An hour a day of fitness can be made fun, especially when it is coupled with other healthy choices like eating right.
That’s the goal of the 60 Minute Kids’ Club, a fun and engaging online program designed to help get elementary school-aged children active.
The 60 Minute Kids’ Club is now looking to expand its community reach by partnering with Black Press.
“Our strong commitment to healthy communities is well-served in our partnership with the 60 Minute Kids’ Club” says Randy Blair, president of Black Press’ Lower Mainland and Vancouver Island divisions. “The benefits of active families are so numerous, it will deliver increasingly great news.”
“We want to make (children being healthy) even more of a community effort,” says Gillian Thody, Western Canada manager of the 60 Minute Kids’ Club.
And that means engaging more parents on the importance of their children making healthy choices, while demonstrating healthy choices themselves. These include physical literacy (playing for at least 60 minutes each day), eating healthy (including five or more vegetables and fruits daily and eliminating sugar and sweetened drinks), and cutting back on computer and TV time (two hours or less).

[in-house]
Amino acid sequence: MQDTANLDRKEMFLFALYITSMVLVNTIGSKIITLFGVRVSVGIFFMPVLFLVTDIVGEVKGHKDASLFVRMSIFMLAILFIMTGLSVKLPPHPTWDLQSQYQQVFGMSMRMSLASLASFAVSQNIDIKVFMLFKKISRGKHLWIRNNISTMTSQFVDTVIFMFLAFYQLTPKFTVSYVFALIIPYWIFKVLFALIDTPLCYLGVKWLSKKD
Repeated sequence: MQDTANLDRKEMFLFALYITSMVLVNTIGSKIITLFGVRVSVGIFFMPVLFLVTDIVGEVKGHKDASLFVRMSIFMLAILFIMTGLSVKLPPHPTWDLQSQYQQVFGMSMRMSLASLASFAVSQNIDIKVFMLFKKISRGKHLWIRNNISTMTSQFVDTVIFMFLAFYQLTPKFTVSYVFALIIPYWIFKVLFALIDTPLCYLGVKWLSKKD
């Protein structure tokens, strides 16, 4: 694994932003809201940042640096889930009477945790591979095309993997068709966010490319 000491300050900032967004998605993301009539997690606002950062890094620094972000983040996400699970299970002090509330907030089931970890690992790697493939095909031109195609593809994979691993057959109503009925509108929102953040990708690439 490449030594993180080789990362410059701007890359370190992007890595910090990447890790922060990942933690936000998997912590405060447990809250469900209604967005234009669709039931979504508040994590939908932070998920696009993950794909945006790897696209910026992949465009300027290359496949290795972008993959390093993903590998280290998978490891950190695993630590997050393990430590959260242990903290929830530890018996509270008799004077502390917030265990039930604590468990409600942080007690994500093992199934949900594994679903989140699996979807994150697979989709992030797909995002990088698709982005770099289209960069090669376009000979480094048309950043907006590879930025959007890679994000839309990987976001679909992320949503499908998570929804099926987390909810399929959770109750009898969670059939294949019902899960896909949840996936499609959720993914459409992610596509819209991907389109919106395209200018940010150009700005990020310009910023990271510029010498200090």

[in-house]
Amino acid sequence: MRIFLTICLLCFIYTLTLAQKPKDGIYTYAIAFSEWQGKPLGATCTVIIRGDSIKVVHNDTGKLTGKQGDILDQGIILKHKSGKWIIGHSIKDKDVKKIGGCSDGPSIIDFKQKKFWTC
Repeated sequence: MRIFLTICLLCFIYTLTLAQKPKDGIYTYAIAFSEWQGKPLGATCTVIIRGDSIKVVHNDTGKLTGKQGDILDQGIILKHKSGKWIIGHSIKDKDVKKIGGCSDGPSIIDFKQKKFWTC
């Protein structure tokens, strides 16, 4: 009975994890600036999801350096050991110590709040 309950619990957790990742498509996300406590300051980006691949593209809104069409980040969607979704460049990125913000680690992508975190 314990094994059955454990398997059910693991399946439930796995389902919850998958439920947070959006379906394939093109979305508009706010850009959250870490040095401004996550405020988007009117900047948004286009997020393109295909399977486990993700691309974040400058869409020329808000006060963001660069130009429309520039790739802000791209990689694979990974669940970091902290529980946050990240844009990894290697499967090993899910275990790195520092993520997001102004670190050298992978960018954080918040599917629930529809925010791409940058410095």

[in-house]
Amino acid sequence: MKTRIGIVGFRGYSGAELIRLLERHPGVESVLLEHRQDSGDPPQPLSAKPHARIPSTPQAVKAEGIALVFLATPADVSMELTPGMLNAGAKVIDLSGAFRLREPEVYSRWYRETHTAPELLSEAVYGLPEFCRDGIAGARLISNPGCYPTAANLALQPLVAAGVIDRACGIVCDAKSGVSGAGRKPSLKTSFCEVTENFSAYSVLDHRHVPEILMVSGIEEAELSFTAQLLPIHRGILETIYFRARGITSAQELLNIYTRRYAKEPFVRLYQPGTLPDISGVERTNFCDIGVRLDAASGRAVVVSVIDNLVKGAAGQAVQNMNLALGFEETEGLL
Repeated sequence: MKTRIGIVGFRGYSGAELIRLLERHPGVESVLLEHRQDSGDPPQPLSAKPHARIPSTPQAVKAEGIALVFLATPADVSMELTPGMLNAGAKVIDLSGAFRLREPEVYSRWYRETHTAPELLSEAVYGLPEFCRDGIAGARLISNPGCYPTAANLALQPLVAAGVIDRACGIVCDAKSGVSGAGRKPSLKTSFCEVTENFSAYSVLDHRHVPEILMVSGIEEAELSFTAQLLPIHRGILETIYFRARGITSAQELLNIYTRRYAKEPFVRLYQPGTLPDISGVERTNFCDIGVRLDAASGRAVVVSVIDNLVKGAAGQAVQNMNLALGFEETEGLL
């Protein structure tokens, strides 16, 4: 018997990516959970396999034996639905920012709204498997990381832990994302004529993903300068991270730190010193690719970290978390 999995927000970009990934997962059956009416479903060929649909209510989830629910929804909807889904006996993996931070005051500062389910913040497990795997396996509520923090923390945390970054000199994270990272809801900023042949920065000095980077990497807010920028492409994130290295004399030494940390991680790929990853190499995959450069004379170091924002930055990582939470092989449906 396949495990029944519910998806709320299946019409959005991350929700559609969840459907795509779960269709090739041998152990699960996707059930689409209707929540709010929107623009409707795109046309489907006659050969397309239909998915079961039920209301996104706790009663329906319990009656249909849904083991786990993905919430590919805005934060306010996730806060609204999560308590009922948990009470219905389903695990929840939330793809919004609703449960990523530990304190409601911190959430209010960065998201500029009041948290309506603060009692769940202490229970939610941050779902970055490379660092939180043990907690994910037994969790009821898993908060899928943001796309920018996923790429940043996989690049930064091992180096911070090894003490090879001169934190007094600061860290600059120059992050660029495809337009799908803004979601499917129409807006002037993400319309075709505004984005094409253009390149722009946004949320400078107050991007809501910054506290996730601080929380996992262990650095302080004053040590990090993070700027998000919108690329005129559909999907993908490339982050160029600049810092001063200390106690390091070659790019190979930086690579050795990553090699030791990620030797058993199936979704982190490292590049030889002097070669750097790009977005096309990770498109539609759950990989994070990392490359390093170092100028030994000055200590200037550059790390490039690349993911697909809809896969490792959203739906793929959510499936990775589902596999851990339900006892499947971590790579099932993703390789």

Two 60-day challenges and one 45-day challenge are held throughout the school year, skipping over busy times and holidays.
The first challenge of the year from Oct. 1 to Dec. 1 has just wrapped up, with the second challenge set to begin Jan. 15.
Schools across Canada participate at the same time. Schools can sign up for the challenge online here.
Each student logs in and tracks his or her own progress, receiving points for each log in, which aggregate under their school. This enables organizers to determine the most active kids, grades, schools, districts, regions and provinces across Canada.
The 60 Minute Kids’ Club, which is aligned with Canadian Sport for Life, originated in 2009 with Innovative Fitness, a personal training business. At that time 5,000 Kindergarten through Grade 6 students in five schools in B.C., Ontario and Nova Scotia participated in a pilot program which produced encouraging results.
In 2012, 70 schools in B.C. were involved, and the program has now expanded to Alberta and Manitoba.
—Don Fennell (Black Press)